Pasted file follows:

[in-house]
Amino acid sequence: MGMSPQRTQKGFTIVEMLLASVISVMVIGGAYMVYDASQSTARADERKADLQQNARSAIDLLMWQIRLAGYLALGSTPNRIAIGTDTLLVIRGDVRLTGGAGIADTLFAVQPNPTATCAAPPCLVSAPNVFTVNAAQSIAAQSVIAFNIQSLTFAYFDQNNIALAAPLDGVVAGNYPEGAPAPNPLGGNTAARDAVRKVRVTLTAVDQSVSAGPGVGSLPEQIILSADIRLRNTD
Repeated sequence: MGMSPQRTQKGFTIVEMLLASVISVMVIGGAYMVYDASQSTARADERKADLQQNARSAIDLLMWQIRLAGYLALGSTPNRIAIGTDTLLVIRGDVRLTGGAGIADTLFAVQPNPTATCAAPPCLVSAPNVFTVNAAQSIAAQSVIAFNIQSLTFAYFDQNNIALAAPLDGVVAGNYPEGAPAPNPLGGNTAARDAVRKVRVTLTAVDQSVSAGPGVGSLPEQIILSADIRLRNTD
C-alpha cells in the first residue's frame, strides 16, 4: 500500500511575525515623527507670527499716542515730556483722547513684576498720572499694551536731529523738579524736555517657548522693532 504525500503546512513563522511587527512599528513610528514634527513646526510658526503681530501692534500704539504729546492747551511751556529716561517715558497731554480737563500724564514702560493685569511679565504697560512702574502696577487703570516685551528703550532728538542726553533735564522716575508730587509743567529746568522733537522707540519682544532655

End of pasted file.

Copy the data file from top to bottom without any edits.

[in-house]
Amino acid sequence: MGMSPQRTQKGFTIVEMLLASVISVMVIGGAYMVYDASQSTARADERKADLQQNARSAIDLLMWQIRLAGYLALGSTPNRIAIGTDTLLVIRGDVRLTGGAGIADTLFAVQPNPTATCAAPPCLVSAPNVFTVNAAQSIAAQSVIAFNIQSLTFAYFDQNNIALAAPLDGVVAGNYPEGAPAPNPLGGNTAARDAVRKVRVTLTAVDQSVSAGPGVGSLPEQIILSADIRLRNTD
Repeated sequence: MGMSPQRTQKGFTIVEMLLASVISVMVIGGAYMVYDASQSTARADERKADLQQNARSAIDLLMWQIRLAGYLALGSTPNRIAIGTDTLLVIRGDVRLTGGAGIADTLFAVQPNPTATCAAPPCLVSAPNVFTVNAAQSIAAQSVIAFNIQSLTFAYFDQNNIALAAPLDGVVAGNYPEGAPAPNPLGGNTAARDAVRKVRVTLTAVDQSVSAGPGVGSLPEQIILSADIRLRNTD
C-alpha cells in the first residue's frame, strides 16, 4: 500500500511575525515623527507670527499716542515730556483722547513684576498720572499694551536731529523738579524736555517657548522693532 504525500503546512513563522511587527512599528513610528514634527513646526510658526503681530501692534500704539504729546492747551511751556529716561517715558497731554480737563500724564514702560493685569511679565504697560512702574502696577487703570516685551528703550532728538542726553533735564522716575508730587509743567529746568522733537522707540519682544532655